ICC tasks govt on Bashir arrest

Thursday May 19 2016

President Museveni (Right) greets Sudan’s

President Museveni (Right) greets Sudan’s Omar-al-Bashir at the former’s inauguration in Kampala in May. PHOTO BY PPU 



The International Criminal Court (ICC) has written to the government seeking an explanation over the failure to arrest embattled Sudanese president Omar-El-Bashir, who was in the country last week to attend President Museveni’s sixth swearing-in ceremony.

The presiding Judge Cuno Tarfusser in a May 17 communiqué directed the court’s registry, which is responsible for external affairs, to request “competent authorities of the Republic of Uganda to submit by June 24, their observations with respect to their failure to arrest and surrender Omar-El-Bashir while present on the territory of Uganda.”

The letter was also countersigned by two other Judges March Perrin de Brichambaut and Chang-ho Chung.

The ICC’s regional outreach coordinator Maria Kamara confirmed the existence of the document, saying: “it is just a request for a submission.”

The request for submission comes on the heels of a diplomatic protest memo the court tendered to Ugandan authorities on May 11, a day before the swearing–in, reminding the government “of their obligations, as a State Party, to cooperate with the immediate arrest and surrender of President Bashir to the Court, pursuant to article 89(1) of the Statute, in the event that he attends the said ceremony.”


“To the date of this report, no reply to the above-mentioned note verbale, has yet been received from the authorities of the Republic of Uganda,” the confidential note sent to the Foreign Affairs ministry last week reads in part.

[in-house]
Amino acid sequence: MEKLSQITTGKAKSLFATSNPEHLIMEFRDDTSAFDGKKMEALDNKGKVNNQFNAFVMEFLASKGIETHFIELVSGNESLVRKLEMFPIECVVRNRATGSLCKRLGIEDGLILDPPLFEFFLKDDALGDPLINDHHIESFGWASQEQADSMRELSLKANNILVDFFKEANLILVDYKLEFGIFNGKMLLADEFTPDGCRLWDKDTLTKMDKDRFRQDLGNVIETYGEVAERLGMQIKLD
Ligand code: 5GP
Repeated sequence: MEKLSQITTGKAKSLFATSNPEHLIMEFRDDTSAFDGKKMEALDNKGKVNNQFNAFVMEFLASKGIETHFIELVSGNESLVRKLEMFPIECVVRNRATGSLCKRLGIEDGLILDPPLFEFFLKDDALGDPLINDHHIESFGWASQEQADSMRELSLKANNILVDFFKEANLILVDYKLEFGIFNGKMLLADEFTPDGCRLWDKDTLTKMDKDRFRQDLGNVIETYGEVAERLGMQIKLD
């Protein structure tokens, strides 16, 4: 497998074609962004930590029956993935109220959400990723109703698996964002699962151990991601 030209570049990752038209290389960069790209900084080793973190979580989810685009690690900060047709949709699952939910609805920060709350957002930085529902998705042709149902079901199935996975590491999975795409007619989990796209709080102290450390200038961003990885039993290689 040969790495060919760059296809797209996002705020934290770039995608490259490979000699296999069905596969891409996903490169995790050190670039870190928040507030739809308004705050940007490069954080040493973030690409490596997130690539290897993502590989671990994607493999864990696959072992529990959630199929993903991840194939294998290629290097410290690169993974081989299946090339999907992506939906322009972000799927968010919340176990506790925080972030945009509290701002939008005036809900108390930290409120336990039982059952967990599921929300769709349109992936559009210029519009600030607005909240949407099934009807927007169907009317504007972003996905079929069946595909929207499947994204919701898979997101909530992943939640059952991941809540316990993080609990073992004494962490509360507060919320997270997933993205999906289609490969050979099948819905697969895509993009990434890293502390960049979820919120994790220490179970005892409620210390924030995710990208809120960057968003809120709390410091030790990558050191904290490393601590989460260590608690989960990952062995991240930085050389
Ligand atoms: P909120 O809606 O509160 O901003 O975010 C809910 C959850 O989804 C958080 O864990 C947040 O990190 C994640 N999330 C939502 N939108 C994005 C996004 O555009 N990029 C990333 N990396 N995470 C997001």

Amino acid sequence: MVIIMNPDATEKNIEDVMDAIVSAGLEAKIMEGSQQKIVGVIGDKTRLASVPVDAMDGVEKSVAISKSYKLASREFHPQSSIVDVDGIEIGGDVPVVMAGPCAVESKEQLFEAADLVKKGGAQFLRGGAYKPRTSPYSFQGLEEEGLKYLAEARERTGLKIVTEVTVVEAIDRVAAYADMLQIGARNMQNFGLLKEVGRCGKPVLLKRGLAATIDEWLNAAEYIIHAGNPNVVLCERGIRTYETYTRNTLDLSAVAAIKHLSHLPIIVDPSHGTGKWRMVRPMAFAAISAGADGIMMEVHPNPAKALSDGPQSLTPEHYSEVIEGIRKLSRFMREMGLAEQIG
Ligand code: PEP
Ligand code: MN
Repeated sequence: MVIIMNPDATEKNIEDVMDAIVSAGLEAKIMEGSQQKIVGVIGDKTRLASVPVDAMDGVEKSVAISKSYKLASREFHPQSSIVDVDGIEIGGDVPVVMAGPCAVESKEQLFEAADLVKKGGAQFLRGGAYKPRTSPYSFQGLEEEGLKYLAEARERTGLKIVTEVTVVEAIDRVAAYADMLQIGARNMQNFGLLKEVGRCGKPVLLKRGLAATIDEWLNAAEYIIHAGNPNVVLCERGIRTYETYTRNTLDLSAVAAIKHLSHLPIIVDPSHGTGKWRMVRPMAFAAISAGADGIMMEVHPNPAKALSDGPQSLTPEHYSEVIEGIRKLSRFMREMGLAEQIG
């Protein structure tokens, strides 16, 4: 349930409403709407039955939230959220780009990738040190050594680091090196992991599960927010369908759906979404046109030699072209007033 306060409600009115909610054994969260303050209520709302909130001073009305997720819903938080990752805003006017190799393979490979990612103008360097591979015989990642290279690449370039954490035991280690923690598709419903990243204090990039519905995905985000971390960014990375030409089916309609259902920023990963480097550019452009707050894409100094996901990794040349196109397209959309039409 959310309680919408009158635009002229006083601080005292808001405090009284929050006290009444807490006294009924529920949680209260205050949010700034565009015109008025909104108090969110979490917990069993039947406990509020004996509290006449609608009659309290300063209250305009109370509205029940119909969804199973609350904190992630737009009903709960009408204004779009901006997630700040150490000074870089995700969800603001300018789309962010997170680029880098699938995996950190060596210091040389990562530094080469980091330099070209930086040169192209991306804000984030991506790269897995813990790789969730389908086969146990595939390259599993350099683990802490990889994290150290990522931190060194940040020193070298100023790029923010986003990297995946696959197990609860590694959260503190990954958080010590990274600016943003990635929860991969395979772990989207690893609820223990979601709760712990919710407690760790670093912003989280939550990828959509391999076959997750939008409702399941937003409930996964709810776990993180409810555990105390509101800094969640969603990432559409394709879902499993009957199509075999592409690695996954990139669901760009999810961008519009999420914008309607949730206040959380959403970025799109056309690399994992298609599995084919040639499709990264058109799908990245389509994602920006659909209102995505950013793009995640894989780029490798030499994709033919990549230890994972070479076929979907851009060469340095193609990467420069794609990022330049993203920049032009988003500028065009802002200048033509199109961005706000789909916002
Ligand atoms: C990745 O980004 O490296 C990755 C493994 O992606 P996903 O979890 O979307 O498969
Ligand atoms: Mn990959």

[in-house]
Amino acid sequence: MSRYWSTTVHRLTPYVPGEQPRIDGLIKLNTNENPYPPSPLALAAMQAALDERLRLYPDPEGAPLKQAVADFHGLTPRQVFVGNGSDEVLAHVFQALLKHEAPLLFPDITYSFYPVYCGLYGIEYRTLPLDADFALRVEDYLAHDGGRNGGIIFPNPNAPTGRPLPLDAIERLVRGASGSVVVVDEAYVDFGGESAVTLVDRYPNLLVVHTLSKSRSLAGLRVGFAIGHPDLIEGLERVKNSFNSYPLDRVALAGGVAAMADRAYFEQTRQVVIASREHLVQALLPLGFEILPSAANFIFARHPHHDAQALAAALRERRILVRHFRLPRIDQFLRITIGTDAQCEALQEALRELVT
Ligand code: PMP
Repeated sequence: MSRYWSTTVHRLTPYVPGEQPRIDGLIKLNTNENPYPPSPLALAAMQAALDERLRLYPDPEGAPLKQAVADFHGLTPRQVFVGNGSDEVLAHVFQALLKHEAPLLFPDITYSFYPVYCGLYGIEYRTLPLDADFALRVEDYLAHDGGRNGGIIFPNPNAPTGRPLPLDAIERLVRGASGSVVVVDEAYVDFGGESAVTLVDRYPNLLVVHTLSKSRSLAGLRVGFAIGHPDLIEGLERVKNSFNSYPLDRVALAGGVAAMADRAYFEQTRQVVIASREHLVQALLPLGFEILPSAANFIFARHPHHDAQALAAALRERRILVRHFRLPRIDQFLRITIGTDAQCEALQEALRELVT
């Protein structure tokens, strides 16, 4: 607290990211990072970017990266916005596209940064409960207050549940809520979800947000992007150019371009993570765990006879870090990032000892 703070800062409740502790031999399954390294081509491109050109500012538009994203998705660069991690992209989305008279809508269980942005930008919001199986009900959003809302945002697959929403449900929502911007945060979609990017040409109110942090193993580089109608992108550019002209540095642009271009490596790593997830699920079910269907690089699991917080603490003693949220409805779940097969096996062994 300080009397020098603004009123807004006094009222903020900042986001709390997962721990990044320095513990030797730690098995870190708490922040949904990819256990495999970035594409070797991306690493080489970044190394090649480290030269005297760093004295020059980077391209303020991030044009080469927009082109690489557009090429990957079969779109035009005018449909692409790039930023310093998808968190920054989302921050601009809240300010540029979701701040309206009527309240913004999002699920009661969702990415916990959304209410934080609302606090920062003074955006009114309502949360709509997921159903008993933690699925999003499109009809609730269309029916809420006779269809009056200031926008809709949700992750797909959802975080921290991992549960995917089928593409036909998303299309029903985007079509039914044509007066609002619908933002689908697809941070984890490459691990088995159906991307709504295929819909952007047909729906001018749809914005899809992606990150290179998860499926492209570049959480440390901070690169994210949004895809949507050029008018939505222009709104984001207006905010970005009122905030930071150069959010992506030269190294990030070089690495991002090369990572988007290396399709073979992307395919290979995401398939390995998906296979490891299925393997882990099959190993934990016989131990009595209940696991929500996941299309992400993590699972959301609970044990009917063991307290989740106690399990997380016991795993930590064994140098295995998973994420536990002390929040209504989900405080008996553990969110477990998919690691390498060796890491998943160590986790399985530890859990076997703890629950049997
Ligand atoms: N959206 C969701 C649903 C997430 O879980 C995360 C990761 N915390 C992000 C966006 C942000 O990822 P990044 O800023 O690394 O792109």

It further states that: “The Registry requests guidance from the Chamber on the steps to be taken with respect to the visit of Mr Bashir to Uganda.”

President Bashir, who is wanted by the Hague-based court, was in the country at the invitation of government. He is wanted on two counts of crimes against humanity and genocide of more than 300,000 deaths in Sudan’s Darfur region.

The court issued double warrants for him in 2009 and 2010 on the same. Copies of the warrants were served to government.

He flew into the country last Thursday, the day of the swearing-in ceremony and departed immediately after. His attendance rattled diplomats from the European Union and US government who stormed out of the ceremony at Kololo Independence Grounds, and after President Museveni made disparaging remarks about the court as he introduced the Sudanese president.

President Museveni is a celebrated critic of the court who, when usually in company of other African leaders, accuses it of being a tool of Western powers to witch-hunt leaders on the continent and have threatened to withdrawal from the Rome Statute.

The court handles four major international crimes of aggression, war crimes, genocide and crimes against humanity.

Mr Okello-Oryem, the State minister for Foreign Affairs, told Daily Monitor yesterday, that they will respond to the letter “directly in line with the President’s position which is very clear.”

“There is no reason for ICC to be confrontational, because our stand as a continent is that it is a tool used by the West to target African leaders,” he said.

“Unless it revises its approach, we have no business with them.” Mr oryem, foreign affairs state minister said.

The failure to arrest President Bashir in Uganda, a signatory to the 2002 Rome Statute, which gave birth to the court, came on the heels of another failed attempt to have him arrested in Johannesburg, South Africa where he had gone to attend the African Union’s 25th summit last year.

Parliament ratified the ICC treaty in June 2002 and in 2003 [Uganda] made the first referral of rebel leader Joseph Kony and his five deputies under the Lord’s Resistance Movement [LRA], whose arrest warrants were issued in 2005.

The ICC early this year conducted and concluded the pre-trial session of Kony’s deputies Dominic Ongwen, and ordered the case to go on full trial on a date yet to be named.

When contacted yesterday, Solicitor General Francis Atoke, said he was aware of the “current situation” but it was yet to be brought to his attention formally.